Range Rover offers unstoppable luxury

2011 Land Rover Range Rover Sport Review

Range Rover Sport 2011 review

2011 Land Rover Range Rover Review:

Like the Jeep in America, England’s Land Rover is the original real deal when it comes to off-road vehicles in the U.K.

After years of testing them off road I can say with assurance that they can handle most any volume or viscosity of mud and muck and keep on roving.

One of Rover’s latest, the 2011 Range Rover Sport HSE, is equally dashing in appearance and performance. And while Land Rover is now owned by India’s Tata Motors, they are still built in Solihull, England.

2011 Range Rover Sport review snapshot

Click to enlarge.

What makes Rovers so special? Unlike many casual sport-utility trucks, these can go deeply off road. Whether you’d do that with a $63,095 vehicle is another matter.

That’s a lot of money. Is it worth it? Considering you can get average SUVs loaded with luxury interiors and features for $50,000 to $60,000 and not have such capabilities, I’d say yes. For the record, the Sport will wade through 27.5-inch deep water.

And there’s more to like, even if gas mileage is not among them.

The shiny silver test truck was smooth and comfortable, starting with its 5.0-liter aluminum alloy V8 and six-speed automatic transmission. That duo works well to create a luxury feel.

Sporty SUVs often give you 300 or so horsepower to take these heavy vehicles up to highway speeds. The Rover has 375 horsepower and it kicks in quickly. Getting the Rover up to speed isn’t easy – it weighs 5,540 lbs.

That’s a major reason why you won’t be cruising past too many gas stations without a glance at the fuel gauge. I got 14.4 mpg, while the trip computer was a more optimistic 15.9. Still, I was surprised at how much better the gas mileage was with the V8 and extra 1,000 pounds compared with the V6-powered Jeep I’d driven earlier. The EPA estimates you’ll get 13 mpg city and 18 highway, and my miles were evenly divided between the two. Premium fuel is preferred.

The Sport has four-wheel independent suspension, with an electronic air suspension, giving the Rover a comfortable ride, aided by its 113.3-inch wheelbase.

There are four-wheel disc brakes and a stability and traction system. The four-wheel drive can be adjusted to five settings for everything from ice and snow to mud and alligators.

Review: Range Rover Sport 2011

The Sport has four-wheel independent suspension, with an electronic air suspension, giving the Rover a comfortable ride, aided by its 113.3-inch wheelbase.

With 6.8 inches of ground clearance, this doesn’t ride as high as the Jeep Wrangler Unlimited Rubicon. But the Rover can afford to ride a little lower than the Jeep as it has a button on the console that allows you to raise the truck a bit more than 2 inches in just a few seconds.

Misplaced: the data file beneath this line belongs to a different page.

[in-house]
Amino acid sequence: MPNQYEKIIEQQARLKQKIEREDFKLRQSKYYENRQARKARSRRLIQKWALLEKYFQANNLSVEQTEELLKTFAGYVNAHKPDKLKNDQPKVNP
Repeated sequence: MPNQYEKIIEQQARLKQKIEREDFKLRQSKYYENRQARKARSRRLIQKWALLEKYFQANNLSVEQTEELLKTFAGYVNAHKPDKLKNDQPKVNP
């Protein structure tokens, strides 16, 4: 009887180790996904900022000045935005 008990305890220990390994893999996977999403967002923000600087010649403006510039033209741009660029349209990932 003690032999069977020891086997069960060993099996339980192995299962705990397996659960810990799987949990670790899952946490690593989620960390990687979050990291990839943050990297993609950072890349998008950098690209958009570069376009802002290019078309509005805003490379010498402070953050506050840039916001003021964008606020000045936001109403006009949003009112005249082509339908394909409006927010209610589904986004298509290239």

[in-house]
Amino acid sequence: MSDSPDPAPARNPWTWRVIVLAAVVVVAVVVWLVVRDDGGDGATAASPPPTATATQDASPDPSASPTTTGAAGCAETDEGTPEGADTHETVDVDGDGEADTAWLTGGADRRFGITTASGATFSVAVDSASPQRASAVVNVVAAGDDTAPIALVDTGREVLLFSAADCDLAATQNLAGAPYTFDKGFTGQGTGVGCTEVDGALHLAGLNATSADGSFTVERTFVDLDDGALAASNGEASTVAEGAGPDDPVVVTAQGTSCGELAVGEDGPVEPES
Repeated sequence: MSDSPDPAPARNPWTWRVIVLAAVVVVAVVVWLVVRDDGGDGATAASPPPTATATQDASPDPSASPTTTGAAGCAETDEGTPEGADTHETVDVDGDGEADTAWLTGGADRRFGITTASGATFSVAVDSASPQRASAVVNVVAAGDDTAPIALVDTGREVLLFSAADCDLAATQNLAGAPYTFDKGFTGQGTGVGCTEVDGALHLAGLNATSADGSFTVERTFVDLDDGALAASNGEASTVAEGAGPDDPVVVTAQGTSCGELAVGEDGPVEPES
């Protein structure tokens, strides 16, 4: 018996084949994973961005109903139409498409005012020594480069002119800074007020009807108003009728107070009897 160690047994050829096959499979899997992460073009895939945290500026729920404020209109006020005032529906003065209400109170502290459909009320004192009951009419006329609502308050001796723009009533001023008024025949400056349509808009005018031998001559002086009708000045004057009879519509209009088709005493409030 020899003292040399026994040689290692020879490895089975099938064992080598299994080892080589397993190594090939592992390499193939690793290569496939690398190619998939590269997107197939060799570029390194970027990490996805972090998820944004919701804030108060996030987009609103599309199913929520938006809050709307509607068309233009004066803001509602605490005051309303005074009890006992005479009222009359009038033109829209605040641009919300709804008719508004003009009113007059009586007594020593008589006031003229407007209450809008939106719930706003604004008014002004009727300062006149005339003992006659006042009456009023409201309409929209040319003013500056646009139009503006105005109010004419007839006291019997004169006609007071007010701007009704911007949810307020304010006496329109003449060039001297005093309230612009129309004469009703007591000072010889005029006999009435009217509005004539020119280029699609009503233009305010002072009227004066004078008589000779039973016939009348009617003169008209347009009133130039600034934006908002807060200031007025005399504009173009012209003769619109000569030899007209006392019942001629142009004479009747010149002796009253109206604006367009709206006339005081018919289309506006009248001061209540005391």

While it requires a stretch to get inside the Sport, once there you feel you’re in a tall luxury sedan that is so quiet you could talk to back seat passengers without raising your voice.

Leather, all black in the test truck, is plentiful. There’s leather on the dash, doors and certainly the seats, which are flat but comfortable, thanks to the soft leather Rover uses.

These have power all around and will move up and down. Three memory buttons allow for multiple drivers of varying size and there are three-speed heaters, and the rear seats are heated as well. Best yet, the steering wheel is heated. But most of that is part of a $1,500 option package.

Dash and door trim is a satin metal finish. All controls and gauges are easy to see and use, not always the case on luxury vehicles that try to overwhelm you with technology to justify their price.

Standard is a rearview camera, nine-speaker stereo system, navigation system, telephone integration with Bluetooth, and Homelink in the rearview mirror. There’s a power sunroof, too.

Surprisingly, there is no blind-spot warning system standard.

Range Rover Sport 2011 interior

It's comfortable to be sure, plus the back seat is roomy enough to hold three adults comfortably.

The test vehicle added some real wood trim for $350. The only other option was a digital and satellite radio for $750.

The base price for the Sport HSE is $59,645. That’s not even close to the top price for the Sport, which is available in a supercharged model with a starting price of $74,545. The supercharging pumps the Sport up to 510 horsepower, while dropping gas mileage by only 1 mpg, both city and highway.

But how usable is this for everyday hauling? It’s comfortable to be sure, plus the back seat is roomy enough to hold three adults comfortably. The rear cargo area is large, and the split hatch allows you to open the window separately from the hatch.

Bottom line, the Sport is a fine SUV for folks who can afford the finer things.

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